Google Talk and GMail tips

On my Tech Fair Day 2012 course in Moodle I had listed some resources for using Google Talk and GMail. You can still enroll yourself in the course, but I’m also going to list those resources here to help you use Google Talk and GMail tips.

Google Talk


Of Bits and Bytes first issue now available

The first issue of what I will be offering as a monthly newsletter on educational technology issues is now available. Staff members will receive a paper copy in their mailbox, and everyone can download a copy here.

If you are interested in writing an article or are doing engaging and innovative work in your classroom with technology, please let me know!

Feedback for Of Bits and Bytes is welcome in email or you may leave a comment here.

eTech 2006 Technology Conference – Reference Materials

The eTech (organization formally known as SchoolNet) 2006 Technology Conference was held February 13 through the 15. For those that couldn’t attend, eTech has made available all the presentation materials from the various sessions that were held. Examples include:

  • Daily Agenda: Incorporating Technology Into The Classroom
  • Differentiating Instruction With Style
  • Bringing the Trip Back Home
  • Using eLearning to Support Advanced Learners in Multi-Ability Classrooms
  • And many more!

That is just 4 out of over 25 sessions on one morning!
Continue reading “eTech 2006 Technology Conference – Reference Materials”

Can Wikipedia be saved for schools?

Andy Carvin on his blog presents a case for Turning Wikipedia into an Asset for Schools. Instead of blindly following what’s in Wikipedia, use it to present “teachers with an excellent authentic learning activity in which students can demonstrate their skills as scholars”:

[…]Take a group of fifth grade students and break them into groups, with each group picking a topic that interests them. Any topic. Dolphins, horses, hockey, you name it.

Next, send the groups of kids to Wikipedia to look up the topic they selected. […] The horse, for example, has an extensive entry on the website. It certainly looks accurate and informative, but is it? Unfortunately, there are no citations for any of the facts claimed about horses on the page.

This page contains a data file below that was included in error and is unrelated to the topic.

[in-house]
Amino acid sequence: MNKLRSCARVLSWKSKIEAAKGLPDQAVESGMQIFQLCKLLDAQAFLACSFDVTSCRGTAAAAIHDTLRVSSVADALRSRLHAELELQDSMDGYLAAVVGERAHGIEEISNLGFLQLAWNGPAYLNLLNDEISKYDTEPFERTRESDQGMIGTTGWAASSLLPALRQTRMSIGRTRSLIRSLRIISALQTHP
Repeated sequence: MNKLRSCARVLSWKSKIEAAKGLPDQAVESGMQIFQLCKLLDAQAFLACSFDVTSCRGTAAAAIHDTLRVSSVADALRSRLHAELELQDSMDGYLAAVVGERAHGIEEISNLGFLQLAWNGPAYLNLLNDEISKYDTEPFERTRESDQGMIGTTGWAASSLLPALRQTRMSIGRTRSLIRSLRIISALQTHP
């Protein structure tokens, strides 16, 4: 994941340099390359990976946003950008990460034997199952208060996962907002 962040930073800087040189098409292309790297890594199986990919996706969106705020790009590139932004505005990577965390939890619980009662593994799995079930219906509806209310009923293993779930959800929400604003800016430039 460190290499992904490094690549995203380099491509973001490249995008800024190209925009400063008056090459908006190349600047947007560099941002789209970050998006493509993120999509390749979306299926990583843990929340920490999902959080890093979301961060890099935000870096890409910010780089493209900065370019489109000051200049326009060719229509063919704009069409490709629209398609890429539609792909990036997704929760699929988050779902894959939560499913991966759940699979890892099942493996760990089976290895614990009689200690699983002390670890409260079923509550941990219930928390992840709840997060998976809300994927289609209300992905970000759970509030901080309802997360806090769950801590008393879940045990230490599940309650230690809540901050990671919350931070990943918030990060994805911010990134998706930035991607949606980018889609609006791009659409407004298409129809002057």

[…]The group of students breaks down the content on the page into manageable chunks, each with a certain amount of facts that need to be verified. The students then spend the necessary time to fact-check the content.
Once the Wikipedia entry has been fact-checked, the teacher creates a Wikipedia login for the class. They go to the entry’s talk page and present their findings, laying out every idea that needs to be corrected. Then, they edit the actual entry to make the corrections, with all sources cited. Similarly, for all the parts of the entry they’ve verified as accurate, they list sources confirming it.

The seven year old bloggers

Although it is a little old (June, 2004), I found the article at BBC News (The seven-year-old bloggers) inspirational.

Crucially, some of the children who attend the club have improved their knowledge of IT far above what is required of their age group by the National Curriculum.

“The Government target is for 80% of children of this age to reach level 4 by year 6. All of the webloggers have done that, and some have reached level 6. They are doing what 14 or 15-year-olds are expected to do.

What a fascinating way to get the children enthusiastic about learning!

Videogames are better teachers?

This Wired article brings up some very good points on how video games are teaching students today. Not how to carjack and shoot people, but how to manage a group of beings to solve problems (Pikmin), carry out intricate missions (Metal Gear Solid 2), and micromanage resources (Warcraft III).

How did videogames become such successful models of effective learning? Game coders aren’t trained as cognitive scientists. It’s a simple case of free-market economics: If a title doesn’t teach players how to play it well, it won’t sell well. Game companies don’t rake in $6.9 billion a year by dumbing down the material – aficionados condemn short and easy games like Half Life: Blue Shift and Devil May Cry 2.

The games teach the players how to play the game. The players are rewarded by applying what the game has taught them. There is also anecdotal evidence that playing some of these games are helping youngsters as young as 4 to read.

Are videogames a replacement for teachers? NO! We overlook that things should be done in moderation. A class that only plays Pikmin might learn how to manage an army of alien beings, but will it help them in History?

Are teenagers tech savvy?

Some adults are intimidated by the the technological knowledge of today’s youth, but it appears that kids today are not as good with technology as they appear.

The study found that, contrary to stereotype, teens as a group are not as adept as adults in navigating the Web.

When dealing with students and technology, one obstacle is the wide range of skills. This gap is getting wider with the advancements of technology, and will be something we’ll have to deal with.